Karma and Term Limits
In 2014 the legislature referred a deceptively titled "ethics" amendment to the voters. It claimed to "establish" term limits but in fact greatly weakened existing term limits law. Not that that was the only thing wrong with the so-called "ethics" amendment. It contained hidden language that could be used to have a chilling effect on anyone who wanted to run for a large office as an independent.
It even included rules which, if legislators were caught mis-appropriating campaign contributions, gave them thirty days to pay back what they stole before the ethics commission could censure them! Yep, that's right (or wrong). If they get caught stealing, they have 30 days to pay it back before they can be penalized for stealing! These things don't enumerate all of my objections to that so-called "ethics" bill, but let's just say it was the most unethical "ethics" bill in my lifetime and leave it at that. The guy who helped write and co-sponsored the "ethics" amendment that weakened our previous term-limits laws, Jon Woods, is out of the Senate and now faces up to twenty years in prison for taking bribes.
In addition to all of that, the two Senators most determined to do something about the huge corruption involving Arkansas Works, Bryan King and Linda Collins-Smith, were recently narrowly defeated in Republican Senate primaries by opponents who were heavily backed by the Governor, other legislators, and enormous sums of money from some of the same special interests which are doing the looting. Conduit for Action had a good, though not complete, roundup of the corruption. Basically many of these people who are crying about how terrible it will be if we term-limit them out are the same ones who either helped, were blithely unaware, or did nothing while the establishment drove out the most fiscally honest remaining members from their ranks.
I spoke with Tim Jacob, who has long been prominently associated with the Term Limits movement. He said "they see themselves as indispensable people". And its true. Despite the fact that the legislature is dripping in corruption and the FBI has to clean house for us because it seems we can't or won't clean our own, they really think it would be a tremendous disaster if we showed them the door early. They don't just see themselves as "the good guys". They see them selves as indispensable people. There will always be a small coterie of "political groupies" who flatter office holders, but this is so far out of touch with the way most people see them as to be ridiculous.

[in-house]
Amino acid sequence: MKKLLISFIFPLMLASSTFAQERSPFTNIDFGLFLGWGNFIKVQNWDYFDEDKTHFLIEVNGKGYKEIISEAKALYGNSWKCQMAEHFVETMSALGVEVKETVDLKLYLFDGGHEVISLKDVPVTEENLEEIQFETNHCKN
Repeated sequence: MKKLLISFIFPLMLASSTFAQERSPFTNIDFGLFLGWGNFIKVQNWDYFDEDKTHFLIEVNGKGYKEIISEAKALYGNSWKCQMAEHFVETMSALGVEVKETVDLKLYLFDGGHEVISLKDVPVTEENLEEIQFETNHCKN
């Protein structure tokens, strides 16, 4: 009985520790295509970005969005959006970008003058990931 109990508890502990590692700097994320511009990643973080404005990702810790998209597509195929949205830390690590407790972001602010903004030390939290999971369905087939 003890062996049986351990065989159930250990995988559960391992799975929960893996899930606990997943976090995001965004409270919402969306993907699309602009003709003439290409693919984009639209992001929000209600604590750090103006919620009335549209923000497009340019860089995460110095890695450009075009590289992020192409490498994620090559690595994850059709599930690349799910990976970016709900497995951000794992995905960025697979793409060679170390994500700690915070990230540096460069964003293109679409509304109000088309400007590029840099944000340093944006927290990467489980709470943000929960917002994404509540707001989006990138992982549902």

Normal people sense something is wrong, but they don't see an outlet. They don't see a way to fix it, so they are frustrated. Indeed the legislators don't want there to be a way to fix it. They can't even understand why someone would want an alternative to their continued essentially one-party rule. They continue to see themselves as the indispensable good guys. This despite the fact that history shows us that one-party political rule ends in corruption every time, without exception. It was true when the Democrats were that party and they have become hopelessly corrupt and out of touch and now that the Republicans are that party they are going the same route while doing everything in their power to eliminate any way that people have to check that natural progression.